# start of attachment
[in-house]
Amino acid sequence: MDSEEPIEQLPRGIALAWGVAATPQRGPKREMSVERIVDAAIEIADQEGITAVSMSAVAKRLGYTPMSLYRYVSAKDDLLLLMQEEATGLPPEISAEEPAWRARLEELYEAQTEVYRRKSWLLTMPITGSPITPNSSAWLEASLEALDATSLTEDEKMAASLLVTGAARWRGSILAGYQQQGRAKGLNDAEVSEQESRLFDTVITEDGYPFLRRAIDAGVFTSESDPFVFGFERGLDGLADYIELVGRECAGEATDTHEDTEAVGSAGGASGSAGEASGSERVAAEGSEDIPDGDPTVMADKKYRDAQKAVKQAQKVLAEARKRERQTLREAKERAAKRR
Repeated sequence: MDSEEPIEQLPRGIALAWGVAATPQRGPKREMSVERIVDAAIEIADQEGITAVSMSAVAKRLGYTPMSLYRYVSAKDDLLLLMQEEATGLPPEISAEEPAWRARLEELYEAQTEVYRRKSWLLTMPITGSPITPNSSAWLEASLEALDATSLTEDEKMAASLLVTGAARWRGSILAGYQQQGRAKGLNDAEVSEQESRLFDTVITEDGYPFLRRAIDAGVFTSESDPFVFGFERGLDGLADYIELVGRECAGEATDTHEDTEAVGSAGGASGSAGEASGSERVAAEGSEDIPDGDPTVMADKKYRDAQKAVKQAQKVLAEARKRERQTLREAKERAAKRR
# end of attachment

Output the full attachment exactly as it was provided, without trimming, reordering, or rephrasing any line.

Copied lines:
[in-house]
Amino acid sequence: MDSEEPIEQLPRGIALAWGVAATPQRGPKREMSVERIVDAAIEIADQEGITAVSMSAVAKRLGYTPMSLYRYVSAKDDLLLLMQEEATGLPPEISAEEPAWRARLEELYEAQTEVYRRKSWLLTMPITGSPITPNSSAWLEASLEALDATSLTEDEKMAASLLVTGAARWRGSILAGYQQQGRAKGLNDAEVSEQESRLFDTVITEDGYPFLRRAIDAGVFTSESDPFVFGFERGLDGLADYIELVGRECAGEATDTHEDTEAVGSAGGASGSAGEASGSERVAAEGSEDIPDGDPTVMADKKYRDAQKAVKQAQKVLAEARKRERQTLREAKERAAKRR
Repeated sequence: MDSEEPIEQLPRGIALAWGVAATPQRGPKREMSVERIVDAAIEIADQEGITAVSMSAVAKRLGYTPMSLYRYVSAKDDLLLLMQEEATGLPPEISAEEPAWRARLEELYEAQTEVYRRKSWLLTMPITGSPITPNSSAWLEASLEALDATSLTEDEKMAASLLVTGAARWRGSILAGYQQQGRAKGLNDAEVSEQESRLFDTVITEDGYPFLRRAIDAGVFTSESDPFVFGFERGLDGLADYIELVGRECAGEATDTHEDTEAVGSAGGASGSAGEASGSERVAAEGSEDIPDGDPTVMADKKYRDAQKAVKQAQKVLAEARKRERQTLREAKERAAKRR